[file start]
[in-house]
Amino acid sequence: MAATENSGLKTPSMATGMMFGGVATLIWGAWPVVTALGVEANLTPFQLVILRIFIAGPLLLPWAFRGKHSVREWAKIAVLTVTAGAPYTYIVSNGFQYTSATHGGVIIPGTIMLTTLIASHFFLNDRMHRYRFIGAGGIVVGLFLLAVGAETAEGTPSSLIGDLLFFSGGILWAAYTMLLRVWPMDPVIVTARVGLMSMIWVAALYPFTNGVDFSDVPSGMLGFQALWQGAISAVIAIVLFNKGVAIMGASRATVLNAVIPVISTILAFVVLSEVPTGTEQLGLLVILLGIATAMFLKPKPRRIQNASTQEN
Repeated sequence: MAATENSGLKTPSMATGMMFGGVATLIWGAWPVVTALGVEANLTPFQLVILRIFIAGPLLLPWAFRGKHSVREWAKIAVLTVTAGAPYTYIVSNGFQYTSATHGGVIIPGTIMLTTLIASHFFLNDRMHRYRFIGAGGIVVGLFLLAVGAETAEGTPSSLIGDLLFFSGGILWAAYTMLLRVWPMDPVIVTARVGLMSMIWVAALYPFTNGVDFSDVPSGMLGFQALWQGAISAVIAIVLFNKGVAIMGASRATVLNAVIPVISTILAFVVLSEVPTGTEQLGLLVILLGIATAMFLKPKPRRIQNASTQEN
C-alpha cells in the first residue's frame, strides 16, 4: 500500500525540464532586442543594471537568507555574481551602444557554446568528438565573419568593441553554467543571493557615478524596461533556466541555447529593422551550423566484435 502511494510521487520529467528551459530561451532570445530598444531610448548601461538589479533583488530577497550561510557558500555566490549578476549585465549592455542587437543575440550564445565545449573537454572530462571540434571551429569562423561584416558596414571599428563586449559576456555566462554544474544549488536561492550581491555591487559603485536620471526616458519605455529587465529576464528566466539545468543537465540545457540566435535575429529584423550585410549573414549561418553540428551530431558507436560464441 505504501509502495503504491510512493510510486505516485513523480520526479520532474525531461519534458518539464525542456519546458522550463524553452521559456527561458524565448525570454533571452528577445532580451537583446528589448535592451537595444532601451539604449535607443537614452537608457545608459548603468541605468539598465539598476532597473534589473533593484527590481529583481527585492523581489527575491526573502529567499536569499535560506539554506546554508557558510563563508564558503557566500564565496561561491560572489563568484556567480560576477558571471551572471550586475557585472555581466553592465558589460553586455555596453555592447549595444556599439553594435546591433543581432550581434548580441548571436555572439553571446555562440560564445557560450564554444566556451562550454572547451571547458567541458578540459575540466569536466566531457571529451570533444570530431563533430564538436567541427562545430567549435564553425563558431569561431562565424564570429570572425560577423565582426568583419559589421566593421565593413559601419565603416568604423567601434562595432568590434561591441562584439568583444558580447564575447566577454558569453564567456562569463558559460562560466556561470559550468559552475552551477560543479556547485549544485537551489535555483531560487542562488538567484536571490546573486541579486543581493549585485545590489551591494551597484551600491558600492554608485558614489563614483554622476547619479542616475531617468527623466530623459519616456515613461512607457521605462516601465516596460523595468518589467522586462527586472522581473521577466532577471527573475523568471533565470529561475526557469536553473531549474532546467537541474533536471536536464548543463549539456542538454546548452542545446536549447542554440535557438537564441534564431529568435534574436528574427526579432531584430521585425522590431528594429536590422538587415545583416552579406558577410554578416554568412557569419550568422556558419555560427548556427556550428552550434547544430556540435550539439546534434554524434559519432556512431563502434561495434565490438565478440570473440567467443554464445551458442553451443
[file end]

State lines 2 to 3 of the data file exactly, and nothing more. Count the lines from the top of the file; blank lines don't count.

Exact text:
Amino acid sequence: MAATENSGLKTPSMATGMMFGGVATLIWGAWPVVTALGVEANLTPFQLVILRIFIAGPLLLPWAFRGKHSVREWAKIAVLTVTAGAPYTYIVSNGFQYTSATHGGVIIPGTIMLTTLIASHFFLNDRMHRYRFIGAGGIVVGLFLLAVGAETAEGTPSSLIGDLLFFSGGILWAAYTMLLRVWPMDPVIVTARVGLMSMIWVAALYPFTNGVDFSDVPSGMLGFQALWQGAISAVIAIVLFNKGVAIMGASRATVLNAVIPVISTILAFVVLSEVPTGTEQLGLLVILLGIATAMFLKPKPRRIQNASTQEN
Repeated sequence: MAATENSGLKTPSMATGMMFGGVATLIWGAWPVVTALGVEANLTPFQLVILRIFIAGPLLLPWAFRGKHSVREWAKIAVLTVTAGAPYTYIVSNGFQYTSATHGGVIIPGTIMLTTLIASHFFLNDRMHRYRFIGAGGIVVGLFLLAVGAETAEGTPSSLIGDLLFFSGGILWAAYTMLLRVWPMDPVIVTARVGLMSMIWVAALYPFTNGVDFSDVPSGMLGFQALWQGAISAVIAIVLFNKGVAIMGASRATVLNAVIPVISTILAFVVLSEVPTGTEQLGLLVILLGIATAMFLKPKPRRIQNASTQEN